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Further Restrictions on a Landlord's Ability to end an AST

View profile for Lily Meyer
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In an attempt to ban so called ‘retaliatory’ or ‘revenge’ evictions, the Department for Communities and Local Government (‘DCLG’) has announced various changes that will affect how residential tenancies can be ended.

Current Position

Currently, a landlord can bring an assured shorthold tenancy to an end by serving a section 21 notice in accordance with the Housing Act 1998, once the fixed term has ended. Alternatively, under section 8 of the Act, a landlord can also end a tenancy if it has appropriate grounds to do so, including anti-social behaviour and tenant rent arrears. If a tenant refuses to leave the property on the date specified in a section 21 or section 8 notice, landlords then have to apply to the courts for a ‘possession order’.

Invalid Notices

However, these recent changes impose restrictions on such notices. For example, the eviction of a tenant can be suspended if the landlord has failed to comply with certain legal obligations, such as obtaining a gas safety certificate or EPC. What’s more, where a tenant has complained about disrepair at the property and the landlord has failed to rectify this, if the tenant then complains to the Council and an improvement/remedial action notice is issued, even on-going possession proceedings will be suspended. Therefore, landlords should be careful to ensure they have fulfilled all their obligations so as to prevent a section 21 or section 8 notice being deemed invalid.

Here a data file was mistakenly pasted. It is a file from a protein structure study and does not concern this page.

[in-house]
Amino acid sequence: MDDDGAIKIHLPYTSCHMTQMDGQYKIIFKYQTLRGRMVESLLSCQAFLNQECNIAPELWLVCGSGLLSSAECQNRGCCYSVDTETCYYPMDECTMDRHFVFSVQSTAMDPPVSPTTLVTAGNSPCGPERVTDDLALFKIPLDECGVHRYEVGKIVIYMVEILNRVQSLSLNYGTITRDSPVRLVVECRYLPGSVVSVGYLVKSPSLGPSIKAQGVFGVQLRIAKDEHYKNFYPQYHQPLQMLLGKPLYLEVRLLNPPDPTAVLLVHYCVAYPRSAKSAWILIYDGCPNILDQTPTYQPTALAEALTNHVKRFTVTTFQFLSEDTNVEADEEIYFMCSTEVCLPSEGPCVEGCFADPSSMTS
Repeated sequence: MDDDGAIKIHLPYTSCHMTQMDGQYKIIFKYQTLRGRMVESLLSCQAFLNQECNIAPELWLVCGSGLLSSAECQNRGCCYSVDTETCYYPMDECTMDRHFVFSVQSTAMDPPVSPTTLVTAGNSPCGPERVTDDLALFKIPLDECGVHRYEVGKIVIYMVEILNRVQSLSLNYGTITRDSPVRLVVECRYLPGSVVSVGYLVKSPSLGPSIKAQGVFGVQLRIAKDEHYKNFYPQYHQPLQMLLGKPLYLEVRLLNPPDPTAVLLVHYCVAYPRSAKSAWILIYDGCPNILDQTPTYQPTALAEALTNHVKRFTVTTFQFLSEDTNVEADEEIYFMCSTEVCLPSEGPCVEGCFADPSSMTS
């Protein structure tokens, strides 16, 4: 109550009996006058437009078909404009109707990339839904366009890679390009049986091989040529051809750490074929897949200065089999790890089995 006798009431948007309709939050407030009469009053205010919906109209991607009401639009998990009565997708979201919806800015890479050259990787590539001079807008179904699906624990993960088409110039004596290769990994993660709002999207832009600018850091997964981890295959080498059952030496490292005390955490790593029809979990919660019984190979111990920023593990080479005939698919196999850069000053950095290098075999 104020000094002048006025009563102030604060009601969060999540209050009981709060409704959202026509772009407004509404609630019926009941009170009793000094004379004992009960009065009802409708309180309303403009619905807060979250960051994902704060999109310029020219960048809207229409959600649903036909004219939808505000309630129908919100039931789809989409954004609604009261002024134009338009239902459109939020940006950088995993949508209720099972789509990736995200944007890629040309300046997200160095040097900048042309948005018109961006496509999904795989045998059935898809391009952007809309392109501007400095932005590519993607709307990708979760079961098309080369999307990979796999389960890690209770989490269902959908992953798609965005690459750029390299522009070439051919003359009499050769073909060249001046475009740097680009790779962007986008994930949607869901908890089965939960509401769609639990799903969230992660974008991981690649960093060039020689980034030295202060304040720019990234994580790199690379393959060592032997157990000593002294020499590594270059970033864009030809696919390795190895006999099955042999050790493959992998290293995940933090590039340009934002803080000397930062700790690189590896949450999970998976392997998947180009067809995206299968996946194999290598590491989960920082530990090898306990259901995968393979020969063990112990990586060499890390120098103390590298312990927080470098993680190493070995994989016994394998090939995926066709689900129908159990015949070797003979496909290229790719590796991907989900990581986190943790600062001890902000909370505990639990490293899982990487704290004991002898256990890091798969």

Further Changes

Other changes to the eviction process include:

  1. Limiting a landlord’s ability to serve a section 21 notice at the start of an AST, to ensure that tenants are actually given two months’ notice before the tenancy comes to an end.
  2. Introducing a prescribed form for a notice served under section 21 to simplify the process for landlords and reduce scope for error.
  3. Introducing an obligation on landlords to provide information about the respective rights and responsibilities of both the landlord and the tenant under an AST.
  4. Introducing a procedure that would give a tenant a statutory right to claim back rent paid in advance in respect of a period falling after a section 21 notice brings the tenancy to an end.

These new restrictions will not affect ASTs where the fixed term was granted before these provisions came into force.

If you are concerned about any of the above issue or would like further advice, please call us on 020 7186 1600 or e-mail property@matrix-legal.com

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